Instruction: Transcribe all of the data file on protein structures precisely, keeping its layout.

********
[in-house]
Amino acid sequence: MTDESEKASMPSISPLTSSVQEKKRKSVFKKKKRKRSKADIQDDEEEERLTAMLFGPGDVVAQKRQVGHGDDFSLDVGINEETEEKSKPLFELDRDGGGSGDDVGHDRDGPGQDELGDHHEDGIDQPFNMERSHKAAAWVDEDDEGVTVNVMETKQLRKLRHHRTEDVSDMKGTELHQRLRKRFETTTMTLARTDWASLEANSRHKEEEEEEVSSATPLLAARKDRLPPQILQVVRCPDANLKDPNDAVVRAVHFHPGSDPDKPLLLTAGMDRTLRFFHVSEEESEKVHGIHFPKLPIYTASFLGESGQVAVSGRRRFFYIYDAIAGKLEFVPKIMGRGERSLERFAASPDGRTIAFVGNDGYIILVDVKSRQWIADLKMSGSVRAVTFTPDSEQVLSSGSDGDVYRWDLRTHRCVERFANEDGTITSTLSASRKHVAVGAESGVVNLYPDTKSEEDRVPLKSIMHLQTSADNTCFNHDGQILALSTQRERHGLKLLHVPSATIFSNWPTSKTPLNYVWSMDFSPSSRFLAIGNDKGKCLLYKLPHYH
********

[in-house]
Amino acid sequence: MTDESEKASMPSISPLTSSVQEKKRKSVFKKKKRKRSKADIQDDEEEERLTAMLFGPGDVVAQKRQVGHGDDFSLDVGINEETEEKSKPLFELDRDGGGSGDDVGHDRDGPGQDELGDHHEDGIDQPFNMERSHKAAAWVDEDDEGVTVNVMETKQLRKLRHHRTEDVSDMKGTELHQRLRKRFETTTMTLARTDWASLEANSRHKEEEEEEVSSATPLLAARKDRLPPQILQVVRCPDANLKDPNDAVVRAVHFHPGSDPDKPLLLTAGMDRTLRFFHVSEEESEKVHGIHFPKLPIYTASFLGESGQVAVSGRRRFFYIYDAIAGKLEFVPKIMGRGERSLERFAASPDGRTIAFVGNDGYIILVDVKSRQWIADLKMSGSVRAVTFTPDSEQVLSSGSDGDVYRWDLRTHRCVERFANEDGTITSTLSASRKHVAVGAESGVVNLYPDTKSEEDRVPLKSIMHLQTSADNTCFNHDGQILALSTQRERHGLKLLHVPSATIFSNWPTSKTPLNYVWSMDFSPSSRFLAIGNDKGKCLLYKLPHYH